A retrospective analysis of two-month sputum smear non-conversion in new sputum smear positive tuberculosis patients in the Free State Province, South Africa
AbstractLittle is known about the drivers of twomonth sputum smear non-conversion in the South African context. Our study sought to determine these factors in new sputum smear positive tuberculosis (TB) patients in South Africa’s Free State Province. A retrospective record review was conducted for all TB patients on treatment between 2003 and 2009. Twomonth sputum smear non-conversion was defined by a positive sputum smear result. Data was subjected to univariate, bivariate and regression analyses. Generalized linear regression models were used to estimate the risk for two-month sputum smear non-conversion. Age, pre-treatment sputum smear grading, HIV status and TB disease classification influenced two-month sputum smear non-conversion. Significant associations were thus established between health systems, microbiological, clinical and demographic factors, and two-month sputum smear non-conversion. This study provides program managers with evidence to support the development of more tailored TB care.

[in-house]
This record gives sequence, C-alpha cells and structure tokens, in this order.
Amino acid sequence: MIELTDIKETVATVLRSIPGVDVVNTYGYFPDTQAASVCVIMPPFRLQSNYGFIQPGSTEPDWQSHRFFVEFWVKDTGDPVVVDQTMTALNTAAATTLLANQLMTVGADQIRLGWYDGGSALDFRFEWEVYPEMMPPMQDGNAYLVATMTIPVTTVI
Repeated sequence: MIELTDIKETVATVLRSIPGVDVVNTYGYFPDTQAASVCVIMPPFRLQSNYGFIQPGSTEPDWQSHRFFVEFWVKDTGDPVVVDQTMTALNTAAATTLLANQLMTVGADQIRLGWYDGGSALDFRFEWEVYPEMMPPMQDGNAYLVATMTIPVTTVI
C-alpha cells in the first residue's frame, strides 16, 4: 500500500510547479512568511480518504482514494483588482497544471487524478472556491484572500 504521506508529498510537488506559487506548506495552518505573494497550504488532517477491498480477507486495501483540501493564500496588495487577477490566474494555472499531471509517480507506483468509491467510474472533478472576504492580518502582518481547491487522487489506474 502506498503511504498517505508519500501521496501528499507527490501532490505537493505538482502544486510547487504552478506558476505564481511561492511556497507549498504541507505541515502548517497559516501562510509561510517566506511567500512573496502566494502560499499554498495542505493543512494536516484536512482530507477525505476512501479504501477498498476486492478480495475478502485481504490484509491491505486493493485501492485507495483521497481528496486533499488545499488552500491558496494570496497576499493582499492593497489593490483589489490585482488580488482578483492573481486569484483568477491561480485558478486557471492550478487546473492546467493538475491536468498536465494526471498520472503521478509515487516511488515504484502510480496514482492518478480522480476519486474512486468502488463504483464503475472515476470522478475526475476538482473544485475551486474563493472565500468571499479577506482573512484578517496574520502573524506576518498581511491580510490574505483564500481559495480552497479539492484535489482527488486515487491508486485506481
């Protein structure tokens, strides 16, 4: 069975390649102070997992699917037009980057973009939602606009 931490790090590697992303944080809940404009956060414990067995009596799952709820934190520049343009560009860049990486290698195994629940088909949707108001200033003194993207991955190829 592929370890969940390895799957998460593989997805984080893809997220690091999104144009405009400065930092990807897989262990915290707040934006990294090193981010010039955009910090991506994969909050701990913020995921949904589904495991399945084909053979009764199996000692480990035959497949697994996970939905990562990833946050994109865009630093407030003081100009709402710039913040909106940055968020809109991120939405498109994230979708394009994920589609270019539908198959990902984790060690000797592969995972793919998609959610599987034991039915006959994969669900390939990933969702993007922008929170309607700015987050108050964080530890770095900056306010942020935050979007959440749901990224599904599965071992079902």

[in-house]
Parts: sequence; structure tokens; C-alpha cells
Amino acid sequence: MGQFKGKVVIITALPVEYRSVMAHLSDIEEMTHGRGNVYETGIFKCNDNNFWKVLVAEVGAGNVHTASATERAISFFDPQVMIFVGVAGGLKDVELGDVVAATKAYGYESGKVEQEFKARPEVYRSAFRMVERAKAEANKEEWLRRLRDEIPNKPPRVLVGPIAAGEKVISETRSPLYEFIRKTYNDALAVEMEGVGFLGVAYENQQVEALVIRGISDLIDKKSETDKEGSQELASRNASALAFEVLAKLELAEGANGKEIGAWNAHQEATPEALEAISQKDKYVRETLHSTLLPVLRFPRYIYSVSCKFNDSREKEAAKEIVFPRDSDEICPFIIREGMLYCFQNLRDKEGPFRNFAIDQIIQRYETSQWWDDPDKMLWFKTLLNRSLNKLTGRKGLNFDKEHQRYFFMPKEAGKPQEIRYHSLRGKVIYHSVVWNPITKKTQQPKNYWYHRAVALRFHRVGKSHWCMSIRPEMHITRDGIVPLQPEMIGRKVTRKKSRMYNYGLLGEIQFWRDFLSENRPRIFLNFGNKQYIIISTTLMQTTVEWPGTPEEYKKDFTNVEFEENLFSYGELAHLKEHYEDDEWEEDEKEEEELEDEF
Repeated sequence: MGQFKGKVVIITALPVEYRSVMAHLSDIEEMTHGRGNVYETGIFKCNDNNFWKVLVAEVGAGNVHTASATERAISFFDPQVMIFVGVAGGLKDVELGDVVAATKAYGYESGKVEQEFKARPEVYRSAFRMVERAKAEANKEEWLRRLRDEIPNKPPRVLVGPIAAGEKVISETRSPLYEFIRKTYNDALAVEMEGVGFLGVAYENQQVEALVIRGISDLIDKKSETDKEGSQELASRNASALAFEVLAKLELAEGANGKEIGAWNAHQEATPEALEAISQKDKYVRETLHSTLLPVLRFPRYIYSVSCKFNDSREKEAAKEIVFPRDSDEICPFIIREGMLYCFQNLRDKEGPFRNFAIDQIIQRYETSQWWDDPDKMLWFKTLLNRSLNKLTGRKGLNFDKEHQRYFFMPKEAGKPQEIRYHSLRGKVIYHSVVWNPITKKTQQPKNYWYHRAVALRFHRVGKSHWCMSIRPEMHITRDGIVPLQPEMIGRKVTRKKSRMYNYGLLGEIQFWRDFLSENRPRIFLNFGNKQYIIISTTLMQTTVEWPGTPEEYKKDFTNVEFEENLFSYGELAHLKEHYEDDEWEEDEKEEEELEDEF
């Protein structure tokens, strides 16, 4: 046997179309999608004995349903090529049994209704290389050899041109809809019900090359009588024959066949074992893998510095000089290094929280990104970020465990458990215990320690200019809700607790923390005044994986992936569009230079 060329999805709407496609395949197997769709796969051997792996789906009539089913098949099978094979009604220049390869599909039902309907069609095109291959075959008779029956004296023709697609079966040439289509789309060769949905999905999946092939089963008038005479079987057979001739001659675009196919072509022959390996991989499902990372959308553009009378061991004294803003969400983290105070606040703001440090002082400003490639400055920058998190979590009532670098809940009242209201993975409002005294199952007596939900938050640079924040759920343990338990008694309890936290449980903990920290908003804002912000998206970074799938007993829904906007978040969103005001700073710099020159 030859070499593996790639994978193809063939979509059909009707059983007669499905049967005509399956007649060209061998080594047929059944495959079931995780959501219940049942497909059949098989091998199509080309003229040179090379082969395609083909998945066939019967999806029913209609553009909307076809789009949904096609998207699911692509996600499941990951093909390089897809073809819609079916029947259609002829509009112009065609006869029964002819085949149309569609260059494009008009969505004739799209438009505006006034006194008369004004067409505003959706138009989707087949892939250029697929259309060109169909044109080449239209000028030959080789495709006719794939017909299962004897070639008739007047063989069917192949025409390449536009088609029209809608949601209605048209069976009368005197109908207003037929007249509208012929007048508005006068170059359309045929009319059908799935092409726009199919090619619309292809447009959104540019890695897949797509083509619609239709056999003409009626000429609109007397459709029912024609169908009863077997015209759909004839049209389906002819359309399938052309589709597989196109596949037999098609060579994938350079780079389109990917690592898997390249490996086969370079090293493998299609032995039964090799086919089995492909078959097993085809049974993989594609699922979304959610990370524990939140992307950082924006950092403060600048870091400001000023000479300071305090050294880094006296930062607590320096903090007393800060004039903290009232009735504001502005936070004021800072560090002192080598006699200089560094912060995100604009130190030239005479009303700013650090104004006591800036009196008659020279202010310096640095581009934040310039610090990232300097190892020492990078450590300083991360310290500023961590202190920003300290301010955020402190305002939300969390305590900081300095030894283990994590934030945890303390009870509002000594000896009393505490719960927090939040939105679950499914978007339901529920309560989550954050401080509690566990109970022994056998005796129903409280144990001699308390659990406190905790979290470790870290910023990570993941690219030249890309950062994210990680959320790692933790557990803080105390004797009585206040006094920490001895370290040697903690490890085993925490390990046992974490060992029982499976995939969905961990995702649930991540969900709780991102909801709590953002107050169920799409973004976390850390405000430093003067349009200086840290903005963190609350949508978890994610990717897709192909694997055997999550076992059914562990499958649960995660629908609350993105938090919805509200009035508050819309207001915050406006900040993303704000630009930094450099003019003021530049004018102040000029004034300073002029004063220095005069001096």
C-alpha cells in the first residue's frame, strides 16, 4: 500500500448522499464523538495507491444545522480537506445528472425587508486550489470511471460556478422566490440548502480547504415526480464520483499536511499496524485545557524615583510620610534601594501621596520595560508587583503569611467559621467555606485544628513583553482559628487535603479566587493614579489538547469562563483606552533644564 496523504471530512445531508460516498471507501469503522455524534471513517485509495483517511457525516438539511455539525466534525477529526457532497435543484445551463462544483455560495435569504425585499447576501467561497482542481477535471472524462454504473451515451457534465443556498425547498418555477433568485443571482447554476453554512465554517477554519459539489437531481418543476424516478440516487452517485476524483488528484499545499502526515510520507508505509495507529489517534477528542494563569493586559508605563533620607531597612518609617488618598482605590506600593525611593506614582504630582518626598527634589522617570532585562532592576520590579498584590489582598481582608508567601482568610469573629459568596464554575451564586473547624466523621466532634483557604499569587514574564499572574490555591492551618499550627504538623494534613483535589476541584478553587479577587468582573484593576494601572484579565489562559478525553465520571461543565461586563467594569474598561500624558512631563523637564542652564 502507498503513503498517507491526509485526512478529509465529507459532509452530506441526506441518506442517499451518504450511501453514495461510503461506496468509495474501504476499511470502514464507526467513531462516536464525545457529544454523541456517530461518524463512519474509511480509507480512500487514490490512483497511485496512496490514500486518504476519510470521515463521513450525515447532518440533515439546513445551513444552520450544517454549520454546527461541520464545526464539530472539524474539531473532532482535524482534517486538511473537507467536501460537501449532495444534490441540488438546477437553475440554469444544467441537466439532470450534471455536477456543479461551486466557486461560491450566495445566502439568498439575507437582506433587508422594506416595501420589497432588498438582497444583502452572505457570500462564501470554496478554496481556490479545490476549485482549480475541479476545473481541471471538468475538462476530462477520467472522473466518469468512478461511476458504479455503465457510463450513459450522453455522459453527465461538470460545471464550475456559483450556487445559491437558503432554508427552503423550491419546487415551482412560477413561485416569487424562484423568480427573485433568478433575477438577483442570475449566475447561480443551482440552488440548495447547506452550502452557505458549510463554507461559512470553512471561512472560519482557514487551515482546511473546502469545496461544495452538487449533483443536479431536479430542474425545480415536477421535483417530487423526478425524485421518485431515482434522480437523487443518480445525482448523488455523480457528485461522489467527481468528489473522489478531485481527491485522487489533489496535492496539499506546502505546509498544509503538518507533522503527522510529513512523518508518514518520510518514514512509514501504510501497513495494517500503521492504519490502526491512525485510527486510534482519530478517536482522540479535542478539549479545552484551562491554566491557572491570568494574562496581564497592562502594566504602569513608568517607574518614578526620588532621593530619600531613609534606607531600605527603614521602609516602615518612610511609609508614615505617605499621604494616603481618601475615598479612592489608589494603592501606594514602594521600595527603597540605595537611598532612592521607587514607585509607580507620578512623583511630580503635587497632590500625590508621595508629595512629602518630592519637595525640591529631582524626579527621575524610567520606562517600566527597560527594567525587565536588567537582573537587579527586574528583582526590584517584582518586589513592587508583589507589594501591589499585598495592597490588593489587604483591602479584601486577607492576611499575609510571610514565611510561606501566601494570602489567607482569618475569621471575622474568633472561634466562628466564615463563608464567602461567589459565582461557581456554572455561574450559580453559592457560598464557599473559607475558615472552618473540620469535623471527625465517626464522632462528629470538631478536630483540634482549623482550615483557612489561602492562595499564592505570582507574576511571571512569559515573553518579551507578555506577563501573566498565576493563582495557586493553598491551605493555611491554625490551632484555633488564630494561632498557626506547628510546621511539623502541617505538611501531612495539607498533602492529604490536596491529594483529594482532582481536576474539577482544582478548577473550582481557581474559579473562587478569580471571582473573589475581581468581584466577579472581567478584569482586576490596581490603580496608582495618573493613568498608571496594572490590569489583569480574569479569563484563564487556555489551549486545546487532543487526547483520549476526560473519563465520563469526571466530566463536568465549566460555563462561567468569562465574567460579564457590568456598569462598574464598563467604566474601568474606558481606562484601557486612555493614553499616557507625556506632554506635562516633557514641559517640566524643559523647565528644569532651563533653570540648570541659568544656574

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Copyright (c) 2014 Nanteza Gladys Kigozi, Perpetual Chikobvu, James Christoffel Heunis, Sonja van der Merwe
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